When it comes to transcribing notes, written, dictated, or typed, this would be done by (re)typing them rather than transferring them any other way, and then there would be a process of editing, which already happens at the transcription stage, and continues after that. Sometimes, however, I’ll look at a note, which I thought was great at the time, and wonder why I ever bothered. So there are things that are never transcribed, or reworked, and are left alone, and then finally lost when a phone finally submits to its built-in obsolescence.

UM: Going back to the start of a piece of writing.  Do you tend to have multiple notes/ ideas bubbling under at the same time? and is there normally a moment or point that you can recognise as the ‘start’ of a new project? What does this look like/ feel like?

AA: I often have an idea, a vague intuition, but it doesn’t really start until I open a new file and begin writing, and even that moment isn’t really a beginning yet. Once the text has gathered some kind of generative momentum, once it begins to produce itself and take a form that feels worth inhabiting, then I know (after the fact) that it has begun.

Or, to put it differently, I can only begin a project by writing something that I know cannot survive, by producing text that will, by a single hit of a button, or through gradual attrition by editing and rewording slowly migrate to something else. Which brings us back to your first question. There are no real beginnings happening here. Writing seems to me, in practice, to be more heavily weighted towards deletion, sometimes of entire passages, but mostly of things that were only ever half-formed. Most ideas are terminated, axed, or fizzle out before they have the opportunity to become something. This is largely what I do.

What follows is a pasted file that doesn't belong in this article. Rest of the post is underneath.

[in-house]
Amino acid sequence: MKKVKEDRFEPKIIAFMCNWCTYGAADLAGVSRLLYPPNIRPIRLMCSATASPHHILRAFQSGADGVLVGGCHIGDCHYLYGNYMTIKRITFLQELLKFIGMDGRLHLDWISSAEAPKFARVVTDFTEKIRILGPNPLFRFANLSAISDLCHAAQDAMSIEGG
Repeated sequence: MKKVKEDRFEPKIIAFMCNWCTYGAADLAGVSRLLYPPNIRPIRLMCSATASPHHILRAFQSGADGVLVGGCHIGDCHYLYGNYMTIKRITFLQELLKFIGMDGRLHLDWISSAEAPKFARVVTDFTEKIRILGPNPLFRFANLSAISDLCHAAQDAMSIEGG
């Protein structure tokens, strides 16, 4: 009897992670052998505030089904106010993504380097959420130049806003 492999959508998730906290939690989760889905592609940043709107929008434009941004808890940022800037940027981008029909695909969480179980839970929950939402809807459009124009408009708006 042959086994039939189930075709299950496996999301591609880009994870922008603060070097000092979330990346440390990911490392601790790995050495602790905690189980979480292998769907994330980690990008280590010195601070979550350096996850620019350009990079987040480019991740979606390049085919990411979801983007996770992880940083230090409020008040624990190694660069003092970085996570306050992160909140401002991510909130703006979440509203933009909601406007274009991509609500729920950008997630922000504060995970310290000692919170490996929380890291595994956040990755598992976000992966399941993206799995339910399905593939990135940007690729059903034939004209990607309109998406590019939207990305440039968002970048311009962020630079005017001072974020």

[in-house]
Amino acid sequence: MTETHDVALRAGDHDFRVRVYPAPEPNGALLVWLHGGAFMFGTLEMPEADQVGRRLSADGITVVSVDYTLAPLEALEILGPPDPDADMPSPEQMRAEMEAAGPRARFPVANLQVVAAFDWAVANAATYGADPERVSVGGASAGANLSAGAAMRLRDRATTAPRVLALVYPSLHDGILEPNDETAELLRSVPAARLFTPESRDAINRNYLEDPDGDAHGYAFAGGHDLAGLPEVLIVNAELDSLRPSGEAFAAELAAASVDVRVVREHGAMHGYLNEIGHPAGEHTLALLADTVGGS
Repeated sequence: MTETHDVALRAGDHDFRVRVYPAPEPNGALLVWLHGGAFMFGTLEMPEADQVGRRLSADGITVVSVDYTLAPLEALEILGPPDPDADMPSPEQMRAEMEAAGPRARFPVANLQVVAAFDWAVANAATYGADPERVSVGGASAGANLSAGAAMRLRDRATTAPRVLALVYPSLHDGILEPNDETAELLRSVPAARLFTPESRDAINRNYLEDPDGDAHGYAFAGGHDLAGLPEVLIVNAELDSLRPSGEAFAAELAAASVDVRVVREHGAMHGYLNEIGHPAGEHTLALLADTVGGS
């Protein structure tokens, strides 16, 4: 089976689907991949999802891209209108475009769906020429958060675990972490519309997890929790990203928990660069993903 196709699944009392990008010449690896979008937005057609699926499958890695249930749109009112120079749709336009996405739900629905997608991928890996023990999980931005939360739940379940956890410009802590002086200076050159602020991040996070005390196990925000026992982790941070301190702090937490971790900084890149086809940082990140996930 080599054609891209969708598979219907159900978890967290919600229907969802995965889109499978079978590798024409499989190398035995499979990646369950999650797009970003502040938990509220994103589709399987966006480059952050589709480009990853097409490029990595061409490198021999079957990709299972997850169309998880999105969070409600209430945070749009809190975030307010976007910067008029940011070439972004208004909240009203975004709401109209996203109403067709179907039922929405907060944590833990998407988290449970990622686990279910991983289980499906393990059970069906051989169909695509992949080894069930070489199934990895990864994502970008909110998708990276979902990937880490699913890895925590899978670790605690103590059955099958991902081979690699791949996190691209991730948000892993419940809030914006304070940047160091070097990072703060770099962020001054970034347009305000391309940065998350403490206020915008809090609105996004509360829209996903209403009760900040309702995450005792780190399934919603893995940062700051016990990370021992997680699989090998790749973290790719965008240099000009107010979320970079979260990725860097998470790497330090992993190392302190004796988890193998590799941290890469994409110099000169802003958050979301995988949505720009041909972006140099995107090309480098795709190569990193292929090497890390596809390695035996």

You can read an excerpt of Ansgar Allen’s Black Vellum, out now with Schism 2, here.

Unsound Methods is a podcast featuring conversations with writers of innovative fictions about their craft, approach and technique. Since its first episode in 2018, the pod has included a diverse range of authors, from Nobel prize and Prix Goncourt winners to debut novelists and short story writers, as it delves into the nitty-gritty of the writing process, what makes fiction ‘real’ and the motivation to sit down in front of an empty page and make things up. For more information, visit their website: unsoundmethods.co.uk Twitter: @UnsoundMethods

Lochlan Bloom is a Scottish writer, based in London. He is the author of the novel The Wave, and the novellas The Open Cage and Trade. Twitter: @LochlanBloom

Jaimie Batchan is a London-based fiction writer and podcast producer. He is the author of the novel Siphonophore. Twitter: @JaimieBatchan

Ansgar Allen is the author of books including a short history of Cynicism, and the novels, Black Vellum, Plague Theatre, Wretch, The Wake and the Manuscript, and The Sick List. Twitter: @AnsgarAllen